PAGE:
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California candidate for governor aims to reduce abortions, thinks Prop. 8 ‘settled’ marriage
Candidate for California governor Steve Poizner.
Candidate for California governor Steve Poizner.

.- California gubernatorial candidate Steve Poizner is committed to reducing the number of abortions to zero and thinks same-sex “marriage” was “settled” by Proposition 8, a campaign official has said.

Poizner, a Republican who is presently State Insurance Commissioner, faces former eBay CEO Meg Whitman in the Republican primary.

In a Tuesday interview, CNA spoke with Lanhee Chen, the policy director for Poizner’s campaign.

Asked about Poizner’s policy on abortion, he said Poizner is “committed to driving the number of abortions to zero” and opposes late-term abortions.

“It’s an issue that I think he’s personally examined since he’s entered public life,” Chen added.

His view comes to him “from being a father as well as from his personal faith, which is Jewish. It’s a combination of all those factors.”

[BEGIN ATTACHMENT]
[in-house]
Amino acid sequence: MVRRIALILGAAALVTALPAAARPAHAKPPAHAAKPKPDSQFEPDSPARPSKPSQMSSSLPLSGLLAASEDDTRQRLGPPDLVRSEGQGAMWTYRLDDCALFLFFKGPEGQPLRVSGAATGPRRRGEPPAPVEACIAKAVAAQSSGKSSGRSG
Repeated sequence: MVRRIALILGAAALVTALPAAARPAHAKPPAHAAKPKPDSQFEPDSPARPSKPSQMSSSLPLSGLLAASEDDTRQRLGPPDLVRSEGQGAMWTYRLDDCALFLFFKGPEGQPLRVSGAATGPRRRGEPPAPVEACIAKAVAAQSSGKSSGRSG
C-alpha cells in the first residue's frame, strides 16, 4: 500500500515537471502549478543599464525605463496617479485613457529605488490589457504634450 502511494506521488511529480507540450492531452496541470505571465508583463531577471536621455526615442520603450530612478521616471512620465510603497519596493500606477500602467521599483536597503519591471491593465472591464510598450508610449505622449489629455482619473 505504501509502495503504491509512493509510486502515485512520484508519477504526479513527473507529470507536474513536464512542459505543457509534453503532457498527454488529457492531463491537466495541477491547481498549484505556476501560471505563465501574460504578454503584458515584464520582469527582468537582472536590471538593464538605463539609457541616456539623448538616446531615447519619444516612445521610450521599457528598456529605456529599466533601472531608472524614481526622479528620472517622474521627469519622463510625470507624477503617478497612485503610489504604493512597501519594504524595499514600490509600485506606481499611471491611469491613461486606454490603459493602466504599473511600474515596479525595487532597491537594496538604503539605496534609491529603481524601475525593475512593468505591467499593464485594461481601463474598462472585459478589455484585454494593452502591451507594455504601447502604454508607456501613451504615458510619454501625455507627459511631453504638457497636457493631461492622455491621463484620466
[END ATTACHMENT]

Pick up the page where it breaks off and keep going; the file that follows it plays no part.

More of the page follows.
However, Chen told CNA the gubernatorial candidate would not be supportive of outlawing all abortions.

Rather, for him the question is how policymakers can work together to bring the number of abortions down to zero.

Poizner favors parental notification as “one very good way” to advance that goal.

“That’s where the fight is going to be,” Chen commented, reporting the candidate favors the 2010 Parental Notification Initiative.

On the issue of same-sex marriage, Poizner voted in favor of Proposition 8 and “believes strongly in traditional marriage.”

“On marriage the voters of California have spoken pretty resoundingly twice now in the last several years” Chen continued.

For Chen and “a lot of people,” the marriage issue is “a settled question.”

“Advocates aren’t going to stop trying to bring the issue up again, but from Steve’s perspective it is settled,” he told CNA.

“He’s really well-positioned in this race. He is the conservative alternative here in California,” Chen continued, saying he is “what California voters are looking for right now.”

The policy director cited the state’s “huge” budget problem and the departure of businesses and individuals from the state.

Supporters of social conservatism and “values voters,” claimed Chen, are “coalescing” around Poizner and “feel pretty strongly he is going to be the best alternative for social conservatives in this election.”

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